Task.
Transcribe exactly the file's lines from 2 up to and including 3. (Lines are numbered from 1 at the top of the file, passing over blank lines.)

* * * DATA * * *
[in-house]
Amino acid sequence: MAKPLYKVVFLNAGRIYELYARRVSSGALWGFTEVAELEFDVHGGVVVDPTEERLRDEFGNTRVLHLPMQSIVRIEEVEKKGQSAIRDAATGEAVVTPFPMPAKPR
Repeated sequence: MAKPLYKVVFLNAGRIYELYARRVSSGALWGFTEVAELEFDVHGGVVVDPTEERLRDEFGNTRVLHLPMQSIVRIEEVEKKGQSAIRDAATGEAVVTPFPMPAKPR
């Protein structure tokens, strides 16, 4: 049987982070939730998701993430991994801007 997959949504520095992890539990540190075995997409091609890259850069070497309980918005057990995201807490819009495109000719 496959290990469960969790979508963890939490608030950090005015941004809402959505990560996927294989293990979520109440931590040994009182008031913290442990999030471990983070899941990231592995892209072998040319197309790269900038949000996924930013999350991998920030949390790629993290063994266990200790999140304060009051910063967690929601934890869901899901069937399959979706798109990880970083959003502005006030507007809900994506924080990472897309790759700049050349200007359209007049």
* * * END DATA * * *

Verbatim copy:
Amino acid sequence: MAKPLYKVVFLNAGRIYELYARRVSSGALWGFTEVAELEFDVHGGVVVDPTEERLRDEFGNTRVLHLPMQSIVRIEEVEKKGQSAIRDAATGEAVVTPFPMPAKPR
Repeated sequence: MAKPLYKVVFLNAGRIYELYARRVSSGALWGFTEVAELEFDVHGGVVVDPTEERLRDEFGNTRVLHLPMQSIVRIEEVEKKGQSAIRDAATGEAVVTPFPMPAKPR